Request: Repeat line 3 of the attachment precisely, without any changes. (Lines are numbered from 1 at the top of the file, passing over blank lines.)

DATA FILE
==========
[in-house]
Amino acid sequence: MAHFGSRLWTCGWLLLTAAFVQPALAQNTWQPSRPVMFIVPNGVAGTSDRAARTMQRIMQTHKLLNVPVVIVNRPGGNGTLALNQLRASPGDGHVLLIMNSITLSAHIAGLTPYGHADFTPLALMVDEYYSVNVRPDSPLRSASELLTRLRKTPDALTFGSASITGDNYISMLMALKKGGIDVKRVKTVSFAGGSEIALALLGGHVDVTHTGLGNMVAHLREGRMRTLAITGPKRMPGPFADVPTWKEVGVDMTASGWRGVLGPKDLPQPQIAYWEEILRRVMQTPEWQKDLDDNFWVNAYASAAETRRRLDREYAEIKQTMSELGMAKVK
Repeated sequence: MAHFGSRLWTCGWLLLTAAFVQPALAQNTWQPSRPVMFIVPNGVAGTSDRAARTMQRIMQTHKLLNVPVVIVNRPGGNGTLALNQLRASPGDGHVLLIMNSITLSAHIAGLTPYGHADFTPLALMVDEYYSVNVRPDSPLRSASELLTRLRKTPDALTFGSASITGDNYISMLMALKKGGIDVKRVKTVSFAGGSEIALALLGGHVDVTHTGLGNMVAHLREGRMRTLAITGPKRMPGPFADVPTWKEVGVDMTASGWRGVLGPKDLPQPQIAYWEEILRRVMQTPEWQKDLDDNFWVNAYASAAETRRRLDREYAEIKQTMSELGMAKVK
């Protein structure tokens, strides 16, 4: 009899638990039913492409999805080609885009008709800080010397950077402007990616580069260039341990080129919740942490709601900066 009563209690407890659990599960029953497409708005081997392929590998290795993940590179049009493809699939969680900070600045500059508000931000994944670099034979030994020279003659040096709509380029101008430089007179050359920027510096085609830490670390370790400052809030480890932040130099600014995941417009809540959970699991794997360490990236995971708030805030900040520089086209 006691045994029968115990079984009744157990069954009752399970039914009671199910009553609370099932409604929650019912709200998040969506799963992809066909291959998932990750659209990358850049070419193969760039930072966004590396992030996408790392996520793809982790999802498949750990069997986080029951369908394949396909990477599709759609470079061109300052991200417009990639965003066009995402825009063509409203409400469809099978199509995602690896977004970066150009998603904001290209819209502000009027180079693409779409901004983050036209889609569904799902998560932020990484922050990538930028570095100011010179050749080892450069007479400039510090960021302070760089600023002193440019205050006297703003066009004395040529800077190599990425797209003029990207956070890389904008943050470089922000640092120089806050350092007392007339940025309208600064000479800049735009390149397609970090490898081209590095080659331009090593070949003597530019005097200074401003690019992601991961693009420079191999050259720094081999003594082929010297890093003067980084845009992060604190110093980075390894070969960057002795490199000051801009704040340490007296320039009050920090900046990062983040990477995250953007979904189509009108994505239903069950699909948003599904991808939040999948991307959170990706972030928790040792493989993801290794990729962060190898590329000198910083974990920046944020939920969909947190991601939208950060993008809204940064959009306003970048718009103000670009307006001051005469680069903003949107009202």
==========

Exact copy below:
Repeated sequence: MAHFGSRLWTCGWLLLTAAFVQPALAQNTWQPSRPVMFIVPNGVAGTSDRAARTMQRIMQTHKLLNVPVVIVNRPGGNGTLALNQLRASPGDGHVLLIMNSITLSAHIAGLTPYGHADFTPLALMVDEYYSVNVRPDSPLRSASELLTRLRKTPDALTFGSASITGDNYISMLMALKKGGIDVKRVKTVSFAGGSEIALALLGGHVDVTHTGLGNMVAHLREGRMRTLAITGPKRMPGPFADVPTWKEVGVDMTASGWRGVLGPKDLPQPQIAYWEEILRRVMQTPEWQKDLDDNFWVNAYASAAETRRRLDREYAEIKQTMSELGMAKVK